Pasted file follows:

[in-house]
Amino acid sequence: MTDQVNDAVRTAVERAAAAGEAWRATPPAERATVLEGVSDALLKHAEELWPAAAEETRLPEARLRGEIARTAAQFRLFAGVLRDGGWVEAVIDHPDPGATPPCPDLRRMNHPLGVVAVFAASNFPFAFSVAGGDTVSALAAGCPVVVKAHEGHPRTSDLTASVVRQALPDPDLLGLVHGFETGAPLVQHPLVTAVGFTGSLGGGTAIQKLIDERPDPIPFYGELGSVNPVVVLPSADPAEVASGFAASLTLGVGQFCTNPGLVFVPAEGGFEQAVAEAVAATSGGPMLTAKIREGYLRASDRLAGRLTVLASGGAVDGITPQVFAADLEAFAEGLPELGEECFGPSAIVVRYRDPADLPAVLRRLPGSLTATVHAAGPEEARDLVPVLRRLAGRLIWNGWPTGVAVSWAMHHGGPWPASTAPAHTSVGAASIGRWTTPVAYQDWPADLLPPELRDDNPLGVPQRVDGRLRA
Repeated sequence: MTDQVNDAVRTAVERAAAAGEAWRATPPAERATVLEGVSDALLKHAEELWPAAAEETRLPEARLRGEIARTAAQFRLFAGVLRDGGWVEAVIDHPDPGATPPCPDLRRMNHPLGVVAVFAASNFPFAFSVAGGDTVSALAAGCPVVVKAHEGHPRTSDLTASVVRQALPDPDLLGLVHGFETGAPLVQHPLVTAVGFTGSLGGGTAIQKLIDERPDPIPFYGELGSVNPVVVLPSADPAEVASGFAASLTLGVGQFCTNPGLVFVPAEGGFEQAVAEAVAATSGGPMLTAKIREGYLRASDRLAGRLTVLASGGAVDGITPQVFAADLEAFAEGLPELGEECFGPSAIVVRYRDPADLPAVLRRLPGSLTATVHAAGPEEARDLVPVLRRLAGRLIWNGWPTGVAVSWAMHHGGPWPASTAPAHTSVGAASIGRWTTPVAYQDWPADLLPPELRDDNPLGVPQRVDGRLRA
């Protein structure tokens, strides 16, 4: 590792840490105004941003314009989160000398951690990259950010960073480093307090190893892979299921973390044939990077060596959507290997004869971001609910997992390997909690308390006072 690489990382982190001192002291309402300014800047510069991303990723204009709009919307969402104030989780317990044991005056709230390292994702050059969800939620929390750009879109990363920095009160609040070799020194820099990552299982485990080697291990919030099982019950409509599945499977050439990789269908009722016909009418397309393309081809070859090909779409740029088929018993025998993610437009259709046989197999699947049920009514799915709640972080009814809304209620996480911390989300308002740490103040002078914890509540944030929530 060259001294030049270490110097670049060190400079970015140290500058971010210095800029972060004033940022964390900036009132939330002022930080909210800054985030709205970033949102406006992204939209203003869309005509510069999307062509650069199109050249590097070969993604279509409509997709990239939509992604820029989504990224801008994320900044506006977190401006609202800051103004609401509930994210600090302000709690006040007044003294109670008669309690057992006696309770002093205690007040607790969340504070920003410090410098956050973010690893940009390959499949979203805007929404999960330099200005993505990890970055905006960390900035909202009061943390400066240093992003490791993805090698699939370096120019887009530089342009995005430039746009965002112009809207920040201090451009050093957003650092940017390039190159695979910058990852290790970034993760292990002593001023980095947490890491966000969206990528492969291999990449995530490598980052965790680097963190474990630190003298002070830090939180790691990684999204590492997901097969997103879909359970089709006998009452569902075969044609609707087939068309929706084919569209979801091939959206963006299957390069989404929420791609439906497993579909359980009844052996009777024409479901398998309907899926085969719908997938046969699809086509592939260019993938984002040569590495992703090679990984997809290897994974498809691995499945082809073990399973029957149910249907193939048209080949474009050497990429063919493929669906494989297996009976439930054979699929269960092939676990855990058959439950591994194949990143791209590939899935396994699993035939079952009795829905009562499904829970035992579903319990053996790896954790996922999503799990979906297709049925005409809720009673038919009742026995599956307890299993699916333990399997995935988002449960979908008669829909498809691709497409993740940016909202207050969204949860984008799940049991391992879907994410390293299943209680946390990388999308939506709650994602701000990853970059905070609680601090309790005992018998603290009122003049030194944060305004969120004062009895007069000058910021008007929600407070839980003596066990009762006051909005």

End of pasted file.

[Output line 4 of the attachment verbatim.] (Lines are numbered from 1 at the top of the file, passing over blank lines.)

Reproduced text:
């Protein structure tokens, strides 16, 4: 590792840490105004941003314009989160000398951690990259950010960073480093307090190893892979299921973390044939990077060596959507290997004869971001609910997992390997909690308390006072 690489990382982190001192002291309402300014800047510069991303990723204009709009919307969402104030989780317990044991005056709230390292994702050059969800939620929390750009879109990363920095009160609040070799020194820099990552299982485990080697291990919030099982019950409509599945499977050439990789269908009722016909009418397309393309081809070859090909779409740029088929018993025998993610437009259709046989197999699947049920009514799915709640972080009814809304209620996480911390989300308002740490103040002078914890509540944030929530 060259001294030049270490110097670049060190400079970015140290500058971010210095800029972060004033940022964390900036009132939330002022930080909210800054985030709205970033949102406006992204939209203003869309005509510069999307062509650069199109050249590097070969993604279509409509997709990239939509992604820029989504990224801008994320900044506006977190401006609202800051103004609401509930994210600090302000709690006040007044003294109670008669309690057992006696309770002093205690007040607790969340504070920003410090410098956050973010690893940009390959499949979203805007929404999960330099200005993505990890970055905006960390900035909202009061943390400066240093992003490791993805090698699939370096120019887009530089342009995005430039746009965002112009809207920040201090451009050093957003650092940017390039190159695979910058990852290790970034993760292990002593001023980095947490890491966000969206990528492969291999990449995530490598980052965790680097963190474990630190003298002070830090939180790691990684999204590492997901097969997103879909359970089709006998009452569902075969044609609707087939068309929706084919569209979801091939959206963006299957390069989404929420791609439906497993579909359980009844052996009777024409479901398998309907899926085969719908997938046969699809086509592939260019993938984002040569590495992703090679990984997809290897994974498809691995499945082809073990399973029957149910249907193939048209080949474009050497990429063919493929669906494989297996009976439930054979699929269960092939676990855990058959439950591994194949990143791209590939899935396994699993035939079952009795829905009562499904829970035992579903319990053996790896954790996922999503799990979906297709049925005409809720009673038919009742026995599956307890299993699916333990399997995935988002449960979908008669829909498809691709497409993740940016909202207050969204949860984008799940049991391992879907994410390293299943209680946390990388999308939506709650994602701000990853970059905070609680601090309790005992018998603290009122003049030194944060305004969120004062009895007069000058910021008007929600407070839980003596066990009762006051909005």